This meditation on biodiversity makes its point with grace.

THE WALL AND THE WILD

At the edge of Stone Hollow, Ana grows a garden.

Unlike the wild, which edges her little plot, Ana’s garden is tidy, neat, and orderly. She uses only the best seeds, tossing the discards into the wild. After planting, Ana builds a stone boundary designed to shelter her garden from the chaos beyond. Before long, her garden begins to grow, sprouting into gorgeous tall flowers and delicious fruits and vegetables. Pollinators and people come to visit. But while her visitors love the garden, Ana is still critical. She pulls out unfamiliar plants that have taken root and sorts through her seeds again, throwing everything she rejects into the wild. Then she builds her stone boundary even higher. Throughout the growing season, Ana perfects her garden and builds her wall ever higher. But the neater she makes her garden, the fewer visitors she sees—and the more she wonders whether tidiness and order ought to be her goals. Eventually, she decides to find out what’s behind the wall. Her discovery astounds her. In this sweet, simple story about appreciating wildness in all its forms, the protagonist is pictured as a dark-skinned, black-haired girl with hearing aids. The language is clear and easy to read, and the vibrant illustrations drive the story just as much as the words. (This book was reviewed digitally.)

This meditation on biodiversity makes its point with grace. (author’s note) (Picture book. 3-6)

Pub Date: Sept. 7, 2021

ISBN: 978-1-913747-43-5

Page Count: 32

Publisher: Lantana

Review Posted Online: June 16, 2021

Kirkus Reviews Issue: July 1, 2021

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A TREE IS NICE

A nursery school approach to a general concept. "A tree is nice"- Why? Because..."We can climb the tree...play pirate ship...pick the apples...build playhouses out of the leaves. A tree is nice to hang a swing in...Birds build nests in trees... Sticks come off trees...People have picnics there too"...etc. etc. One follows the give and take of a shared succession of reactions to what a tree- or trees- can mean. There is a kind of poetic simplicity that is innate in small children. Marc Simont has made the pictures, half in full color, and they too have a childlike directness (with an underlying sophistication that adults will recognize). Not a book for everyone -but those who like it will like it immensely. The format (6 x 11) makes it a difficult book for shelving, so put it in the "clean hands" section of flat books. Here's your first book for Arbor Day use- a good spring and summer item.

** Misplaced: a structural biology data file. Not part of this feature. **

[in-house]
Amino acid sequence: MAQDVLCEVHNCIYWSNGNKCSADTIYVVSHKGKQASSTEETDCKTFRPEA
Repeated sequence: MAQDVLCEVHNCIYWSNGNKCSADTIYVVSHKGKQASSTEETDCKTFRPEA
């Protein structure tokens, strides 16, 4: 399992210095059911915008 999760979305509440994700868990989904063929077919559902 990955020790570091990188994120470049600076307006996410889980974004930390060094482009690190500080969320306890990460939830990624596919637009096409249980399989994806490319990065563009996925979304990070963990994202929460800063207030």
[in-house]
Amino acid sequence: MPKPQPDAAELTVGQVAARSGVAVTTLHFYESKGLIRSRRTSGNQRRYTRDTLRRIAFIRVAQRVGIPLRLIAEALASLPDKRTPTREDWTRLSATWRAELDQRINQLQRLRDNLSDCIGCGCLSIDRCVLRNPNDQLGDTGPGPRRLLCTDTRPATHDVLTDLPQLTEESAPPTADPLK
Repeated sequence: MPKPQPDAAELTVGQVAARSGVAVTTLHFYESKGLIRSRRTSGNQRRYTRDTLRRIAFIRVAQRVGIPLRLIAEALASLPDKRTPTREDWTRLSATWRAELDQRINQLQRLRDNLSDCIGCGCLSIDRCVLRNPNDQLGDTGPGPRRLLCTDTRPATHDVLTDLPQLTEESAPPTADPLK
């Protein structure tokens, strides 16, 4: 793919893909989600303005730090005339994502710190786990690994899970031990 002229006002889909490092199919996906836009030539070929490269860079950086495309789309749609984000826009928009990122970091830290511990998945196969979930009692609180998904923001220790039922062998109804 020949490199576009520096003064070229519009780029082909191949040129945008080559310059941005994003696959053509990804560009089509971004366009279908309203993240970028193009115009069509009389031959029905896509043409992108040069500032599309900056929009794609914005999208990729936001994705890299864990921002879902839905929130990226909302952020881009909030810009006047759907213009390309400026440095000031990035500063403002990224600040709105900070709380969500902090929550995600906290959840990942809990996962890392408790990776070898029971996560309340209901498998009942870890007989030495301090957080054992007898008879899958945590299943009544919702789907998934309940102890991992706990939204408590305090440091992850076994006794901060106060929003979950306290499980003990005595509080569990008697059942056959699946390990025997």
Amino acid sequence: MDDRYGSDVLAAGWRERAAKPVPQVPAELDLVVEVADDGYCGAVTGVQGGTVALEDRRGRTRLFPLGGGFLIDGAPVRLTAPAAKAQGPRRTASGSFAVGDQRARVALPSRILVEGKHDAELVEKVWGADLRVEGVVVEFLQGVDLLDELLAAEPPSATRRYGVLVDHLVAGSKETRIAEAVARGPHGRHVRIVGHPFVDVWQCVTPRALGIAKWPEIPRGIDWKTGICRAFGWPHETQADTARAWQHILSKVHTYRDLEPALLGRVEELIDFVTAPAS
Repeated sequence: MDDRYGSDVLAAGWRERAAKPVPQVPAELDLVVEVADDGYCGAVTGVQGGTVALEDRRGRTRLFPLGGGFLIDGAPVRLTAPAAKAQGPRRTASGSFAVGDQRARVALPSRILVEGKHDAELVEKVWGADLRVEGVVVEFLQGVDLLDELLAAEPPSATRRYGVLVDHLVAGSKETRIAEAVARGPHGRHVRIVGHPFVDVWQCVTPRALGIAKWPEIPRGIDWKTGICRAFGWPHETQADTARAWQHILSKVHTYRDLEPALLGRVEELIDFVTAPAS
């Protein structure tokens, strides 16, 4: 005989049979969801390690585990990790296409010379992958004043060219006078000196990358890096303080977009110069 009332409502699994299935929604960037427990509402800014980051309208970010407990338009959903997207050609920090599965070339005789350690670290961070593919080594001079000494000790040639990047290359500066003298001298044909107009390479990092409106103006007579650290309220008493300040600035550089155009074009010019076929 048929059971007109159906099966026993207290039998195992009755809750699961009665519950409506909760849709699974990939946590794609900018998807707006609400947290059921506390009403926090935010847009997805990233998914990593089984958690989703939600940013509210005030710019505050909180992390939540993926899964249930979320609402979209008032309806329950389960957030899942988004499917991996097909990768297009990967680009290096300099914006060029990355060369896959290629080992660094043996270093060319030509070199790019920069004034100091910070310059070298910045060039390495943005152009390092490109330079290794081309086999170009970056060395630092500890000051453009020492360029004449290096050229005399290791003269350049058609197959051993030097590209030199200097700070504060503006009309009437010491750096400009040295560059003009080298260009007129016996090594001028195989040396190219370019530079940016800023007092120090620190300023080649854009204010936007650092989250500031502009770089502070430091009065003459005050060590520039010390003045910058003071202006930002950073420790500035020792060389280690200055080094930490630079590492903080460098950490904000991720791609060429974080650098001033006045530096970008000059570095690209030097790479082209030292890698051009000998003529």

Pub Date: June 15, 1956

ISBN: 978-0-06-443147-7

Page Count: 36

Publisher: Harper

Review Posted Online: July 17, 2013

Kirkus Reviews Issue: June 15, 1956

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It’s a bit hard to dance, or count, to this beat.

ONE MORE DINO ON THE FLOOR

Dinos that love to move and groove get children counting from one to 10—and perhaps moving to the beat.

Beginning with a solo bop by a female dino (she has eyelashes, doncha know), the dinosaur dance party begins. Each turn of the page adds another dino and a change in the dance genre: waltz, country line dancing, disco, limbo, square dancing, hip-hop, and swing. As the party would be incomplete without the moonwalk, the T. Rex does the honors…and once they are beyond their initial panic at his appearance, the onlookers cheer wildly. The repeated refrain on each spread allows for audience participation, though it doesn’t easily trip off the tongue: “They hear a swish. / What’s this? / One more? / One more dino on the floor.” Some of the prehistoric beasts are easily identifiable—pterodactyl, ankylosaurus, triceratops—but others will be known only to the dino-obsessed; none are identified, other than T-Rex. Packed spreads filled with psychedelically colored dinos sporting blocks of color, stripes, or polka dots (and infectious looks of joy) make identification even more difficult, to say nothing of counting them. Indeed, this fails as a counting primer: there are extra animals (and sometimes a grumpy T-Rex) in the backgrounds, and the next dino to join the party pokes its head into the frame on the page before. Besides all that, most kids won’t get the dance references.

It’s a bit hard to dance, or count, to this beat. (Picture book. 3-5)

Pub Date: March 1, 2016

ISBN: 978-0-8075-1598-3

Page Count: 32

Publisher: Whitman

Review Posted Online: Jan. 20, 2016

Kirkus Reviews Issue: Feb. 1, 2016

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